Deployment Near Iran
U.S. aircraft carriers are stationed in the Persian Gulf. "Minesweepers, too, and Patriot missiles. The U.S. Air Force is outlining 'forceful patrols' on Iran's border." (Tom Ashbrook on On Point, NPR)
Joe Hawk Lieberman of just-barely-made-it-to-the-Senate Connecticut is a talking head spouting the Bush hard-line, "I think we've got to be prepared to take aggressive military action against the Iranians to stop them from killing Americans in Iraq. And to me, that would include a strike over the border into Iran, where we have good evidence that they have a base at which they are training these people coming back into Iraq to kill our soldiers."
Sounds like a military resolve, a buildup to . . . something. Is it a loud reminder to Iran to behave or a bluff? Is it preparation for an invasion or a threat-heavy distraction from the horrible daily news of Iraq? No information has been released about the purpose of this recent increased military might in the region of Iran. Robert Gates said “nobody is planning for a war with Iran,” but who believes the Secretary of State, anyway? Perhaps the U.S. is not planning an all-out invasion but a strike against Iran's nuclear facility.
What Is Iran Up To?
Meanwhile, Iran has been blatantly working on their pre-nuclear program lately. Two cascades of 164 centrifuges each are ready at their nuclear facility (in preparation for uranium enrichment, in preparation for nuclear capability). There has been speculation that the actual enrichment of their uranium might begin on the upcoming Anniversary of the 1979 Islamic revolution, on Feb 11~12.
The War of Rhetoric
On the rhetoric war, U.S. think tanks and lobbying groups (the Hoover Institution, the Iran-Syria Operations group led by Liz Cheney, and the Iran Policy Committee, among others) are working round-the-clock to promote and build outrage against Iran.
What Happens If the U.S. Strikes Iran?
If the U.S does strike Iran, it's a completely different animal than Iraq. Iran is much mightier along all dimensions, with three military forces: the regular armed forces of about 425,000; the Islamic Revolutionary Guard Corp of about 125,000; and the Basij, the "Million Man" militia, with 90,000 active troops and up to 11 million people who could be ready to fight—clearly the numbers are staggering. And the U.S doesn't have the spare troops while forces are so overstretched in Iraq (much less, of course, the right to attack). If the U.S. is planning an attack—what are they thinking? Do they desire catastrophe? Let's hope this deployment and rhetoric escalation against Iran are part of a bluff, but somehow it feels like a pre-Iraq deja vu.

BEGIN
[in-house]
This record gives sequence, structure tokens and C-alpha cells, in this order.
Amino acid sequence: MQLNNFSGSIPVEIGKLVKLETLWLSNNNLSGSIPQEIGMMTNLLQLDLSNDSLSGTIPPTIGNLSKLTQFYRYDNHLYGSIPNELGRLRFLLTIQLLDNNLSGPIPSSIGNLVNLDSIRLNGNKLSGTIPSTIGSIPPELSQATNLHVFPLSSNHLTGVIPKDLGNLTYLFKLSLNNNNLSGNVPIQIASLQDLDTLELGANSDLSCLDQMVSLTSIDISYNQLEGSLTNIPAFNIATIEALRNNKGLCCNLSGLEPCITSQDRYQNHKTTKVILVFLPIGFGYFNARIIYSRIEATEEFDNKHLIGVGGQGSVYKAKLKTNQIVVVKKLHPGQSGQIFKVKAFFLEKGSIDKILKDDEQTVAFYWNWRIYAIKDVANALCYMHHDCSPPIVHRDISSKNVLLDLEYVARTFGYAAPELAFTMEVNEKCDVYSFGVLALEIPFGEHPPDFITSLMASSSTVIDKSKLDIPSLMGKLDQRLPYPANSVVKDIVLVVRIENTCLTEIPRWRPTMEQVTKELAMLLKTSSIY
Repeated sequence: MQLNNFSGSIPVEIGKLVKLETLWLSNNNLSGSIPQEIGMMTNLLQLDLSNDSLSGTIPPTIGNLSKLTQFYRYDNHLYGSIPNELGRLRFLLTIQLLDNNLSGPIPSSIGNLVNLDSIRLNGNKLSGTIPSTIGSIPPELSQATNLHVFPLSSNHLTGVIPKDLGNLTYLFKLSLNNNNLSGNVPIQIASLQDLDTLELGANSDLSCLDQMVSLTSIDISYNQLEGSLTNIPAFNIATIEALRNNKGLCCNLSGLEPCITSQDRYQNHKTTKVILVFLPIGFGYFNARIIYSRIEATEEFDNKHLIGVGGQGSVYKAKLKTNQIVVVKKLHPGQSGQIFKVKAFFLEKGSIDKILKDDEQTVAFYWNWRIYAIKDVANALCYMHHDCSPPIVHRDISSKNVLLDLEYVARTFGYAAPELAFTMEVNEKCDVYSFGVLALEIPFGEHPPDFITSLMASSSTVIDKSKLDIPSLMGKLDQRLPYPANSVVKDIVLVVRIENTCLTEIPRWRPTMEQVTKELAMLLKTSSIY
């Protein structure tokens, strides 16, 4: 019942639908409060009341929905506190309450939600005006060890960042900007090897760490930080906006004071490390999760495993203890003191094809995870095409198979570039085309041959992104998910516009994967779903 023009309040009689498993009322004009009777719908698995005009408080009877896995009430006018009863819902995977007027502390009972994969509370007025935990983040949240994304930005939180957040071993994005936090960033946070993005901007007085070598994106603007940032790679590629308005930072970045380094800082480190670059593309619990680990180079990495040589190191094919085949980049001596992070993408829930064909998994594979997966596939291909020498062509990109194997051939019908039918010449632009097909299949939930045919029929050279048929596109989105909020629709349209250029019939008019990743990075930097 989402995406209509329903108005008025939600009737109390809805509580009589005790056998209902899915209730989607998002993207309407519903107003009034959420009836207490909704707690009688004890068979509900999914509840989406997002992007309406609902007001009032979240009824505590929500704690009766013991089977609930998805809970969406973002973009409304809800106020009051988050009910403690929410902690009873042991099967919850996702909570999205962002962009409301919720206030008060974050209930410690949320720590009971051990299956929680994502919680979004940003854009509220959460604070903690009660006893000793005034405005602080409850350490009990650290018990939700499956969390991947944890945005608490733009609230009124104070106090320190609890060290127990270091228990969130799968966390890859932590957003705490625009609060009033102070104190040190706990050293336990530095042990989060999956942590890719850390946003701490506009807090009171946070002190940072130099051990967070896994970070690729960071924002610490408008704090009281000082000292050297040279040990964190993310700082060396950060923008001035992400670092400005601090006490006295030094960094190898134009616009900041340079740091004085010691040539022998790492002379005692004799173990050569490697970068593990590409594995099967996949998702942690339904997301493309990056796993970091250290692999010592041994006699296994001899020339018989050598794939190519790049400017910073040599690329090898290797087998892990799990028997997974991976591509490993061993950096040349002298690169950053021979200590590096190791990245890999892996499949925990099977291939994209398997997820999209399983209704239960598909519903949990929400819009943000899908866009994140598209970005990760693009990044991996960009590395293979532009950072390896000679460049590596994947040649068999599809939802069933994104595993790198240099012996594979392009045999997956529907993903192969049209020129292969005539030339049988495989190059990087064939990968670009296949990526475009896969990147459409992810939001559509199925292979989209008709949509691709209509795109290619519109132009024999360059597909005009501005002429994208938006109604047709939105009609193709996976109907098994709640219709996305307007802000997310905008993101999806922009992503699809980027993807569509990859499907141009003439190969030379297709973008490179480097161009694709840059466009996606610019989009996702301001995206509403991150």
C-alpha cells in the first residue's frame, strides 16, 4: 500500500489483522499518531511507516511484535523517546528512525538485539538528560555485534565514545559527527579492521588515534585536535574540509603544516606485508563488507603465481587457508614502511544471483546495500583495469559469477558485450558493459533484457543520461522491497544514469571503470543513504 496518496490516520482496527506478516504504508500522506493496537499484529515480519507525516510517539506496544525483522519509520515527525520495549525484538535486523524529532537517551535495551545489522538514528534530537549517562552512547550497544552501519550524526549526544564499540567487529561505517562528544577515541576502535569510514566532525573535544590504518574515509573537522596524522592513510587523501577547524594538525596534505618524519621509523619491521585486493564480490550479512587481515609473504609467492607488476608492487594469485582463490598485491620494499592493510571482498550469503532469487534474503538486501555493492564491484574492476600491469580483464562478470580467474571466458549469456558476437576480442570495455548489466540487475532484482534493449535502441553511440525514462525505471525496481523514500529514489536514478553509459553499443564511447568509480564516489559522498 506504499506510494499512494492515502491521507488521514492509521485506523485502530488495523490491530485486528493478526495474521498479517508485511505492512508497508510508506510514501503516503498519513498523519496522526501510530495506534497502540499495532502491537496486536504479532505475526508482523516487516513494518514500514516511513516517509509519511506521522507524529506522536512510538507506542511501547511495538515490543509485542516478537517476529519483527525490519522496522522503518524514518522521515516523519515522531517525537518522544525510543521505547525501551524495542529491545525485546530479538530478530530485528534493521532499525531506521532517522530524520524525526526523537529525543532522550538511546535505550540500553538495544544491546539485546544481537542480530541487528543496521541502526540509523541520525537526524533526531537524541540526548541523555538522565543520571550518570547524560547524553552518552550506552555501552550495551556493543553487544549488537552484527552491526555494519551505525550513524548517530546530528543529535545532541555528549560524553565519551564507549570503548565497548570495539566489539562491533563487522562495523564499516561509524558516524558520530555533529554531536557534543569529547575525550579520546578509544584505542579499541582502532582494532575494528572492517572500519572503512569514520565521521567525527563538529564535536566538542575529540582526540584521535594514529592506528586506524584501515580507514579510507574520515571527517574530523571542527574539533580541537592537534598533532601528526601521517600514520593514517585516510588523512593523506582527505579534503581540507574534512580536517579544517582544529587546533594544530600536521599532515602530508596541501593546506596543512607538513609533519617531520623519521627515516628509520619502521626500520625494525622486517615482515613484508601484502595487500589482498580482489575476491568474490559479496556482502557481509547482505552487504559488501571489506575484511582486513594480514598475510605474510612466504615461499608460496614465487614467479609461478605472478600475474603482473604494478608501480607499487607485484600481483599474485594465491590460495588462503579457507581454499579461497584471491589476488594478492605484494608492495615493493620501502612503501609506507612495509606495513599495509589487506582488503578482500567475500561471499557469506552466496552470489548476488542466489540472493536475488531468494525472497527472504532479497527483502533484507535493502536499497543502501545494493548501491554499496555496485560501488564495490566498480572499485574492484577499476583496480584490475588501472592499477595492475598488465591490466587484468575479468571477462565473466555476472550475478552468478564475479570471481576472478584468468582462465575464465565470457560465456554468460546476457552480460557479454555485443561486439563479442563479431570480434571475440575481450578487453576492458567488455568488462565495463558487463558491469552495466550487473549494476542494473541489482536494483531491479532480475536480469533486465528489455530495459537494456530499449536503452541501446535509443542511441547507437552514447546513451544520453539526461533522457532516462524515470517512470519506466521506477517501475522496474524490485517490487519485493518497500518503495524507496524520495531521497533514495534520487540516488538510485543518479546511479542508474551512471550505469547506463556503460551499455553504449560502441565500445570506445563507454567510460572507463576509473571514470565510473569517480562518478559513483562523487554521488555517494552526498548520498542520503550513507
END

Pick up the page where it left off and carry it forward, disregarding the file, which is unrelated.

Comments on this Story
I certainly agree that we should not strike at Iran, but the US is not over stretched as far as armed forces go. Out of a combined force of ~1.4 million active service member, roughly 152,000 are in the Middle East (http://en.wikipedia.org/wiki/Us_military)
The only way Iran could withstand a US assault is to hide all its military assets and blend its armies into the civilian populace, hoping for an occupation so that it could engage in guerilla warfare.
The Iranians are not capable of sustained 24/7 warfare, nor have they every faced something as hellish as what would be brought to bear on them.
There is too much killing going on already, lets not bring more onto the scene.
Thank you for your comment. I agree about not attacking Iran. Whew! But my friend who is in the military ASSURES me that troop resources are stretched as thinly as can be imagined. Morality is horrible and the number of injured soldiers defies belief (and still, we don't get much media coverage of these sad truths). My friend also reports that the word on the streets--the military word--is that those deployments are a display of bravado and that by no means is there any thought of an attack on Iran. Thank God! Glad to get the inside info on this.
ahh, I am sorry. I misread the context of your post.
I agree that our troops in Iraq are stretched thin, but that is due to the US doctorine of our military being able to sustain a multi-front war.
We could easily put more than 500,000 soldiers on the ground in Iraq, but the cost would be staggering.
I sometimes wonder if our current administration is baiting Iran with the thought that the US military as a whole is over-stretched, so that perhaps it emboldens Iran into doing something to give the US an excuse to attack.